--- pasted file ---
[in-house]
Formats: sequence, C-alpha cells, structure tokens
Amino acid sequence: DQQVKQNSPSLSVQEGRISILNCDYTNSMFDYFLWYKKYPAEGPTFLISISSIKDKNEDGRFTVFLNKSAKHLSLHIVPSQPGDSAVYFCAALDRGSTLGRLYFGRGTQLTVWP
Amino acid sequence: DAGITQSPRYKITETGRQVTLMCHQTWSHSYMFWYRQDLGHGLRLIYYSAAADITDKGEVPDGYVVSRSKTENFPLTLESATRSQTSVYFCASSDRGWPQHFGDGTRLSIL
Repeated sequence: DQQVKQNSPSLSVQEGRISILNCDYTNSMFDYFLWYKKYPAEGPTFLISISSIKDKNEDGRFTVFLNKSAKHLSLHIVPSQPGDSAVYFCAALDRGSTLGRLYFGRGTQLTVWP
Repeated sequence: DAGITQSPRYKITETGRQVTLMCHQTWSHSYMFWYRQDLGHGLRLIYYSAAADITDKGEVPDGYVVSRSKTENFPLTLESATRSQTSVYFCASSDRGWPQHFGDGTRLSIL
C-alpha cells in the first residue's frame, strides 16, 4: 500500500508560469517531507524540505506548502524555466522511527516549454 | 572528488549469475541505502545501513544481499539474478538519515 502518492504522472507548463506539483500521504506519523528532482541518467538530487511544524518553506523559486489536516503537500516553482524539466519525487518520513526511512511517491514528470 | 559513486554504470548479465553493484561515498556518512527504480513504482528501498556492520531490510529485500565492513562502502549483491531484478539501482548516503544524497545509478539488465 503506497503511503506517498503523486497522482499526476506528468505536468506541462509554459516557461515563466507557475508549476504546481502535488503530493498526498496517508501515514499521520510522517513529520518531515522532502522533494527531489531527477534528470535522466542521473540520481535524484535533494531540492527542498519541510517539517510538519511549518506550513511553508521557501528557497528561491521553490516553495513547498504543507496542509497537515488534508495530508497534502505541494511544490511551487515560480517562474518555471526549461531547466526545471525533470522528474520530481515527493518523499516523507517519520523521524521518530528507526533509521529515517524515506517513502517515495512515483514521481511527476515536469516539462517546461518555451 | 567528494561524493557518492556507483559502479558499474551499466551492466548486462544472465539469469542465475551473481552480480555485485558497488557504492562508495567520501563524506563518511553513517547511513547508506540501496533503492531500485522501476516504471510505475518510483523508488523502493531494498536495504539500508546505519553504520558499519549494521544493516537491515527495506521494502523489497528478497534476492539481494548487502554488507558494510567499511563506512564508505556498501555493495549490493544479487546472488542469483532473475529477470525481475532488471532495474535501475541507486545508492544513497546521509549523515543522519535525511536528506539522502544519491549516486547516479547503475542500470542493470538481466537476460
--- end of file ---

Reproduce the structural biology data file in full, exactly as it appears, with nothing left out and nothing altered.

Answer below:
[in-house]
Formats: sequence, C-alpha cells, structure tokens
Amino acid sequence: DQQVKQNSPSLSVQEGRISILNCDYTNSMFDYFLWYKKYPAEGPTFLISISSIKDKNEDGRFTVFLNKSAKHLSLHIVPSQPGDSAVYFCAALDRGSTLGRLYFGRGTQLTVWP
Amino acid sequence: DAGITQSPRYKITETGRQVTLMCHQTWSHSYMFWYRQDLGHGLRLIYYSAAADITDKGEVPDGYVVSRSKTENFPLTLESATRSQTSVYFCASSDRGWPQHFGDGTRLSIL
Repeated sequence: DQQVKQNSPSLSVQEGRISILNCDYTNSMFDYFLWYKKYPAEGPTFLISISSIKDKNEDGRFTVFLNKSAKHLSLHIVPSQPGDSAVYFCAALDRGSTLGRLYFGRGTQLTVWP
Repeated sequence: DAGITQSPRYKITETGRQVTLMCHQTWSHSYMFWYRQDLGHGLRLIYYSAAADITDKGEVPDGYVVSRSKTENFPLTLESATRSQTSVYFCASSDRGWPQHFGDGTRLSIL
C-alpha cells in the first residue's frame, strides 16, 4: 500500500508560469517531507524540505506548502524555466522511527516549454 | 572528488549469475541505502545501513544481499539474478538519515 502518492504522472507548463506539483500521504506519523528532482541518467538530487511544524518553506523559486489536516503537500516553482524539466519525487518520513526511512511517491514528470 | 559513486554504470548479465553493484561515498556518512527504480513504482528501498556492520531490510529485500565492513562502502549483491531484478539501482548516503544524497545509478539488465 503506497503511503506517498503523486497522482499526476506528468505536468506541462509554459516557461515563466507557475508549476504546481502535488503530493498526498496517508501515514499521520510522517513529520518531515522532502522533494527531489531527477534528470535522466542521473540520481535524484535533494531540492527542498519541510517539517510538519511549518506550513511553508521557501528557497528561491521553490516553495513547498504543507496542509497537515488534508495530508497534502505541494511544490511551487515560480517562474518555471526549461531547466526545471525533470522528474520530481515527493518523499516523507517519520523521524521518530528507526533509521529515517524515506517513502517515495512515483514521481511527476515536469516539462517546461518555451 | 567528494561524493557518492556507483559502479558499474551499466551492466548486462544472465539469469542465475551473481552480480555485485558497488557504492562508495567520501563524506563518511553513517547511513547508506540501496533503492531500485522501476516504471510505475518510483523508488523502493531494498536495504539500508546505519553504520558499519549494521544493516537491515527495506521494502523489497528478497534476492539481494548487502554488507558494510567499511563506512564508505556498501555493495549490493544479487546472488542469483532473475529477470525481475532488471532495474535501475541507486545508492544513497546521509549523515543522519535525511536528506539522502544519491549516486547516479547503475542500470542493470538481466537476460